The Earned Income Tax Credit (EITC) is a refundable tax credit that helps workers provide basic needs for their children. The size of one’s credit depends on two factors: income and number of children. The EITC incentivizes work by phasing in the benefit amount as workers earn more. The credit flattens at a maximum benefit level as workers’ earnings continue to rise, then phases out slower than it phased in.
Married couples and families with children receive greater EITC benefits. Families with three or more children may receive a federal credit of up to $6,143 in tax year 2014. The maximum federal credit is $5,460 for families with two children, $3,305 for families with one child, and just $496 for those without children. Louisiana’s EITC is 3.5 percent of the federal credit, which is less than one-fourth of the national average among states.
The EITC only goes to families who earn income through work and helps them afford basic necessities like food and utility payments. The EITC has been proven to help families transition off welfare, and it is the nation’s single most effective tool for combating child poverty. Additionally, the credit is good for small businesses and local economies because it helps families keep more of what they earn, which they spend at businesses in their communities.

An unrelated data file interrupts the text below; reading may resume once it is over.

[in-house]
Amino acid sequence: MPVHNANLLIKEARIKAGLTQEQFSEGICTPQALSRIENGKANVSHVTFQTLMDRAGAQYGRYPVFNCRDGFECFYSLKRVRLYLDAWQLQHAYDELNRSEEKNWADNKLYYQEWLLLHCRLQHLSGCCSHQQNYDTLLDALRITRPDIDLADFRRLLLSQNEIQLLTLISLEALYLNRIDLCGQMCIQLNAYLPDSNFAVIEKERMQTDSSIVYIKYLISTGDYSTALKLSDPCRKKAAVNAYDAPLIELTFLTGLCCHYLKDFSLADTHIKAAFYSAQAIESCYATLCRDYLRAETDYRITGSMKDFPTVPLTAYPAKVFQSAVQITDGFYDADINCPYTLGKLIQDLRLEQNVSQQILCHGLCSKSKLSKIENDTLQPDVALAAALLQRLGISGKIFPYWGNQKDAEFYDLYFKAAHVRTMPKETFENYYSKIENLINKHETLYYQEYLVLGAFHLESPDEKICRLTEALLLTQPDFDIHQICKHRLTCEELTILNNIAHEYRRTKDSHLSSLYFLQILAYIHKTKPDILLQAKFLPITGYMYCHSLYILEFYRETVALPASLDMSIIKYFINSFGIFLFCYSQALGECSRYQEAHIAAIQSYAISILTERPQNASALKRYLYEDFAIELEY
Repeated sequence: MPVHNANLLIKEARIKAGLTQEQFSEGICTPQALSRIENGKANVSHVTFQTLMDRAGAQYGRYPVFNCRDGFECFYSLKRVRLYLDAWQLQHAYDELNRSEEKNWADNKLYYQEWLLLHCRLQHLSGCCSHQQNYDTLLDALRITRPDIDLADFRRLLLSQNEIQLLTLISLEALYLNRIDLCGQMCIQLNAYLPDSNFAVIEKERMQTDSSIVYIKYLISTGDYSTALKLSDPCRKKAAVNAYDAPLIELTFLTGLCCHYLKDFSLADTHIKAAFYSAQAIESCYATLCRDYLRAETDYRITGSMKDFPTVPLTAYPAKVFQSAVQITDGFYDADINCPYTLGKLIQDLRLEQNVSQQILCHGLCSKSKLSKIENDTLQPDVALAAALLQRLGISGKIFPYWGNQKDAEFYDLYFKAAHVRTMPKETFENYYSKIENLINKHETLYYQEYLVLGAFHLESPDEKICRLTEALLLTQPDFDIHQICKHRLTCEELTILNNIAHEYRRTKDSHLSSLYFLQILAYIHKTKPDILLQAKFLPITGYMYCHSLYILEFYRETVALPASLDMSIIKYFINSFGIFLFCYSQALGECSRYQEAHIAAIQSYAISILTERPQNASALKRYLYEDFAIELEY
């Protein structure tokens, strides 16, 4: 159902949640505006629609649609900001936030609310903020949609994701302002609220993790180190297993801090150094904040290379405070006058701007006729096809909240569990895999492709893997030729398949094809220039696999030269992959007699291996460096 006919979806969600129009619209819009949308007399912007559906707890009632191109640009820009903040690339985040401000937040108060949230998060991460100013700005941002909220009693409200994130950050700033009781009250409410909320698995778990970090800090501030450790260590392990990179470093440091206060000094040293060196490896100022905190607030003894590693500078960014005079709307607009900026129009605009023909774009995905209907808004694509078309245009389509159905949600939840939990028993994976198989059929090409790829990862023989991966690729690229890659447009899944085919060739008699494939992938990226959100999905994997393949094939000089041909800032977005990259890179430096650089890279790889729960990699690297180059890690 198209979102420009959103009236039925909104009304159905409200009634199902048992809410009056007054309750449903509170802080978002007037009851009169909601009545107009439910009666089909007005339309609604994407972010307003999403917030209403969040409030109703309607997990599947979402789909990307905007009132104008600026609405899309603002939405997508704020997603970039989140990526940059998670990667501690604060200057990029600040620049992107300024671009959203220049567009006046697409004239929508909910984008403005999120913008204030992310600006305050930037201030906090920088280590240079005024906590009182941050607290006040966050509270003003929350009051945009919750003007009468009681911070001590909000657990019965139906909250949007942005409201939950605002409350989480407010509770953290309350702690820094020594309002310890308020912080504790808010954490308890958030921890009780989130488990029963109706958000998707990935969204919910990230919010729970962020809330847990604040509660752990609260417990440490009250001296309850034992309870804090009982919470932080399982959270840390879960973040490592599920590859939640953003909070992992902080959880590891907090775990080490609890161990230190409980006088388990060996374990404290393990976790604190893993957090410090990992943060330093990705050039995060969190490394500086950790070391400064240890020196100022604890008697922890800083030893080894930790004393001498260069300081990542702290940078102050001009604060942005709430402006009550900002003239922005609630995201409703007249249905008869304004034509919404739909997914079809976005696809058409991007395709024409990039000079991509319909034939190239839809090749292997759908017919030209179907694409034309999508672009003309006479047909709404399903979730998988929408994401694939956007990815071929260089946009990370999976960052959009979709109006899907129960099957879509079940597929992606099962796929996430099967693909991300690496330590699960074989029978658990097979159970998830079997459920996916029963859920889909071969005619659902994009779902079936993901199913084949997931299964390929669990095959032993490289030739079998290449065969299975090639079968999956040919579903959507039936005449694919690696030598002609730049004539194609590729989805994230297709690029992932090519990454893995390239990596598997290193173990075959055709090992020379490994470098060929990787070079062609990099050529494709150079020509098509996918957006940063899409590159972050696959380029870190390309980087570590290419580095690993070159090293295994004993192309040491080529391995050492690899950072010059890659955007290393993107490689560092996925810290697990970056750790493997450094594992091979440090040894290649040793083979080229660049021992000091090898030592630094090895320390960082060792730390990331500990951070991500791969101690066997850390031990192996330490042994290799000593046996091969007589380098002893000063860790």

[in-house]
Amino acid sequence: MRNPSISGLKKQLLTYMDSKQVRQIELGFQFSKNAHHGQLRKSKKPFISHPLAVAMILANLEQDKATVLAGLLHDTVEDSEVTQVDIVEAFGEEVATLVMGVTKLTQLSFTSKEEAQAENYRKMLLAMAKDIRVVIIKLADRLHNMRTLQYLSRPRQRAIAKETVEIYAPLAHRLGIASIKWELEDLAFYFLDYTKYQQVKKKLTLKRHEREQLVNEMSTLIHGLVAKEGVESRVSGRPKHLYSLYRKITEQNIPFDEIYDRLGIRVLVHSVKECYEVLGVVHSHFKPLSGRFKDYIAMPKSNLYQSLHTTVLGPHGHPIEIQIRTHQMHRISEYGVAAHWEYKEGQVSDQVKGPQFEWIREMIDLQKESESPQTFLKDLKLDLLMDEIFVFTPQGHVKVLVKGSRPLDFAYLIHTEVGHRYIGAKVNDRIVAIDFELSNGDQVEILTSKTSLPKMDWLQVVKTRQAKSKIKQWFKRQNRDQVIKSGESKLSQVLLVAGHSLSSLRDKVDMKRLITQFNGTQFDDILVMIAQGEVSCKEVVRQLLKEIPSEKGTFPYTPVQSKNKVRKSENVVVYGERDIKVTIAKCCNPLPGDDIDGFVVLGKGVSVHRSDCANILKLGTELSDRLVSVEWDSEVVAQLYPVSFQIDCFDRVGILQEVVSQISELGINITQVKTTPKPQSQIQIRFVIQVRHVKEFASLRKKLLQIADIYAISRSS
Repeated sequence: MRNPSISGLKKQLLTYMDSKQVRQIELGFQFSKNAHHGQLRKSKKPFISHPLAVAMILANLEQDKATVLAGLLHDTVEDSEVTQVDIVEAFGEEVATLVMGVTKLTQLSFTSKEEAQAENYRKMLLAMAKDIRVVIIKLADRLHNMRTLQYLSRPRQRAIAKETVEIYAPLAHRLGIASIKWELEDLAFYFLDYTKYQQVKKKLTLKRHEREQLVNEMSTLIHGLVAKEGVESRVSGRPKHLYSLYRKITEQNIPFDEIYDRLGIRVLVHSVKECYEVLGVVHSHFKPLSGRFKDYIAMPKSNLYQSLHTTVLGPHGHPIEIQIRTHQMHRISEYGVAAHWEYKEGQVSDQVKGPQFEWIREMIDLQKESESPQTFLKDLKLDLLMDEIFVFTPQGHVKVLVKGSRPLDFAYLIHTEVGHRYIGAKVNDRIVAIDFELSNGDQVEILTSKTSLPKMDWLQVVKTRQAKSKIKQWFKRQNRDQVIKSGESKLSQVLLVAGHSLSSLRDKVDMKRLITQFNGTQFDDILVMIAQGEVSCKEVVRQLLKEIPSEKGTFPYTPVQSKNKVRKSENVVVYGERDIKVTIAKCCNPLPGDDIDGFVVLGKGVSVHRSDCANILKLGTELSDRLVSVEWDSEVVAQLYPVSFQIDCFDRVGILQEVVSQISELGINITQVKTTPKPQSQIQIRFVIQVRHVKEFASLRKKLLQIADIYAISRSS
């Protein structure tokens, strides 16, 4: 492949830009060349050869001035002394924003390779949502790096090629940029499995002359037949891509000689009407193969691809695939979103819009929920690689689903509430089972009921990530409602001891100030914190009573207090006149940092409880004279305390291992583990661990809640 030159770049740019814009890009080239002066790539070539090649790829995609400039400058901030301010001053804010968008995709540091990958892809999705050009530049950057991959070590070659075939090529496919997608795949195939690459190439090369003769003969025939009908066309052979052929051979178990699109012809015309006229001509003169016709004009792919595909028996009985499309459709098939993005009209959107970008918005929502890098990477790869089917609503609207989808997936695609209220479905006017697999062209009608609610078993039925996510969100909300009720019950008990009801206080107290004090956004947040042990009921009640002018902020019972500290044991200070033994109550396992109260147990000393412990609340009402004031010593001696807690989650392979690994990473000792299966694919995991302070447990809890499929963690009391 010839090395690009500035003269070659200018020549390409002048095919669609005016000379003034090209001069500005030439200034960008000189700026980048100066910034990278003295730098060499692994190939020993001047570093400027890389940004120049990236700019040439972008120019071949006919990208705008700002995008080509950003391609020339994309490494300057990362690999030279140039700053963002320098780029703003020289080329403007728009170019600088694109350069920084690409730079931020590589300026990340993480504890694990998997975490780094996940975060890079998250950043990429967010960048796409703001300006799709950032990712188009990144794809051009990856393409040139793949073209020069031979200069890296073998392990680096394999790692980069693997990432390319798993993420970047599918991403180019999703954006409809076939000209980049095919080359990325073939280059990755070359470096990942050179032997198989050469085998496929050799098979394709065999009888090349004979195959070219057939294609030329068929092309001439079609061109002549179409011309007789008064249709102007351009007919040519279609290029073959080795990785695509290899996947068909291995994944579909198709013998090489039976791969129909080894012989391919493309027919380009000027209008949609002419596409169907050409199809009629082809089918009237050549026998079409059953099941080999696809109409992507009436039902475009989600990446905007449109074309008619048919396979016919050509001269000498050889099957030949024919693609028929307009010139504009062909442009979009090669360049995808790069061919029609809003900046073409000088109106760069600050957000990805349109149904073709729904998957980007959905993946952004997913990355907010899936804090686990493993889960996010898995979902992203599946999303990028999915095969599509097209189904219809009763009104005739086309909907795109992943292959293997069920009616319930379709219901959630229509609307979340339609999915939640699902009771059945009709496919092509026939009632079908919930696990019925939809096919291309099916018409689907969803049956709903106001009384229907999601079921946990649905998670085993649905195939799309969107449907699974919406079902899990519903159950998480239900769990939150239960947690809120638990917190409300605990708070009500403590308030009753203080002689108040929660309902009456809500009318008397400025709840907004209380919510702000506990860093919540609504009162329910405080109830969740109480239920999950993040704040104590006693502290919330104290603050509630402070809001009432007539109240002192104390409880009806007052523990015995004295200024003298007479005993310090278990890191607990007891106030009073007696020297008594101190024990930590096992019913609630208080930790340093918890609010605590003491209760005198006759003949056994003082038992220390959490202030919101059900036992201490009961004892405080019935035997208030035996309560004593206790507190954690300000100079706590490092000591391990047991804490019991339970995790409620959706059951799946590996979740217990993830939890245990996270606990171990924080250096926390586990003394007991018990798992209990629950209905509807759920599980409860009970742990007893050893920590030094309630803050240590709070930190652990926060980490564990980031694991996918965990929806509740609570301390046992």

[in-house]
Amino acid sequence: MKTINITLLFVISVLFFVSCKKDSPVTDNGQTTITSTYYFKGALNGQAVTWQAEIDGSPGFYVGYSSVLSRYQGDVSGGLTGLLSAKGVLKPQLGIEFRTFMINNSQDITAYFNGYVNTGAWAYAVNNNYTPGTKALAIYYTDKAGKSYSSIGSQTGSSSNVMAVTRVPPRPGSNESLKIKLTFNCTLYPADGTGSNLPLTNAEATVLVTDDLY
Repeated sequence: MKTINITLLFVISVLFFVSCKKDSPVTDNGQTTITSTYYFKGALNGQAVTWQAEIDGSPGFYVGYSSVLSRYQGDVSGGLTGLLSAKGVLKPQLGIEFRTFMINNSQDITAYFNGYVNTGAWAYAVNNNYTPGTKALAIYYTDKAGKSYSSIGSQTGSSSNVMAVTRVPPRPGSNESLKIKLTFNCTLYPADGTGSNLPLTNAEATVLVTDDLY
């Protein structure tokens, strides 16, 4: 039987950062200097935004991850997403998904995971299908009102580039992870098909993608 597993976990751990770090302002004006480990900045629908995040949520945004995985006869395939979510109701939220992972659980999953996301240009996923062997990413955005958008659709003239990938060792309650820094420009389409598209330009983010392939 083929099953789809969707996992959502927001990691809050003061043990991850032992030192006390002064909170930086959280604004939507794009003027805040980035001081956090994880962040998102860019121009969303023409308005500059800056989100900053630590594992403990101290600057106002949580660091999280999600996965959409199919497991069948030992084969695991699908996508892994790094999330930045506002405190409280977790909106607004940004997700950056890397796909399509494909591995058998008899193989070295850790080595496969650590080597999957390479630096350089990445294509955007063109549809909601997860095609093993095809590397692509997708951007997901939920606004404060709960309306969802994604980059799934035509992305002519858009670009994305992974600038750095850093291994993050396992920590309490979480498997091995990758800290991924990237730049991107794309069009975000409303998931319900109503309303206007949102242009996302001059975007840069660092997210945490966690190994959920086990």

Children in families that claim the EITC do better and go further in school, which allows them to work more and earn more as adults. And returning veterans rely on the credit to supplement their income as they make their way back into the civilian workforce. A boost in the value of the EITC would be a sound investment for a stronger Louisiana.
As Louisiana lawmakers cope with a historic budget crisis, it is imperative that the state Earned Income Tax Credit is maintained and strengthened, so that working Louisianans do not bear the brunt of any tax changes or increases that are enacted to raise much-needed revenue.
See the links below for more information about the benefits the EITC brings to the state’s individual regions, parishes, and districts, and to learn more about why it is one of the strongest anti-poverty tools policymakers have. As the 2016 sessions continue, check back here for more updated and in-depth information about Louisiana’s EITC.
Click here to read an updated version of LBP’s 2012 report – Louisiana’s EITC: A Smart Investment in Working Families